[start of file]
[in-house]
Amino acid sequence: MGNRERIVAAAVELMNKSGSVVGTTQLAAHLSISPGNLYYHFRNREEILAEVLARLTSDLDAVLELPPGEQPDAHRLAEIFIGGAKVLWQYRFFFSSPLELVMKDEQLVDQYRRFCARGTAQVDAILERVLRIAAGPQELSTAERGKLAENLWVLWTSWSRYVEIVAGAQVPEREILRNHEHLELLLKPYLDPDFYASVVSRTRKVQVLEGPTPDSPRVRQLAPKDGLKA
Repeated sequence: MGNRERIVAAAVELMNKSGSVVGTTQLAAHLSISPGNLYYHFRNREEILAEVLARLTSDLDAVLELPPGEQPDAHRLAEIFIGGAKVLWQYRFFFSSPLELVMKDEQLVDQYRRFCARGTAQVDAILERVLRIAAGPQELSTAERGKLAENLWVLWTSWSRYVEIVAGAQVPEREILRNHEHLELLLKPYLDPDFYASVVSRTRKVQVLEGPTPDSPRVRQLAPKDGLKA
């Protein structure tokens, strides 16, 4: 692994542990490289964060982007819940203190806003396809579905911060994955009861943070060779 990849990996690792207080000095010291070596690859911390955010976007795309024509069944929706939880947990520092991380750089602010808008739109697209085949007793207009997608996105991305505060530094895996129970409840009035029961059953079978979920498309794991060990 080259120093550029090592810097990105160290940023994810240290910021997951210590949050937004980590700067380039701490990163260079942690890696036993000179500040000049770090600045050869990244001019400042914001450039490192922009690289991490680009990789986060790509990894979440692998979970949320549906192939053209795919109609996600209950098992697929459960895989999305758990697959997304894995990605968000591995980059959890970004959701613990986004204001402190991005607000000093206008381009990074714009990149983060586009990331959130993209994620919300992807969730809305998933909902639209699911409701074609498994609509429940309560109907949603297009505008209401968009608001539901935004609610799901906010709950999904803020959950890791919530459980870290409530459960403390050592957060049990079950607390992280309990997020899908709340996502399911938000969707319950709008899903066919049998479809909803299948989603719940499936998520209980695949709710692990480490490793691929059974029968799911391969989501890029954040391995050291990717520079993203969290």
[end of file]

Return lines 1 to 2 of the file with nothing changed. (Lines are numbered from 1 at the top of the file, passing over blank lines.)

[in-house]
Amino acid sequence: MGNRERIVAAAVELMNKSGSVVGTTQLAAHLSISPGNLYYHFRNREEILAEVLARLTSDLDAVLELPPGEQPDAHRLAEIFIGGAKVLWQYRFFFSSPLELVMKDEQLVDQYRRFCARGTAQVDAILERVLRIAAGPQELSTAERGKLAENLWVLWTSWSRYVEIVAGAQVPEREILRNHEHLELLLKPYLDPDFYASVVSRTRKVQVLEGPTPDSPRVRQLAPKDGLKA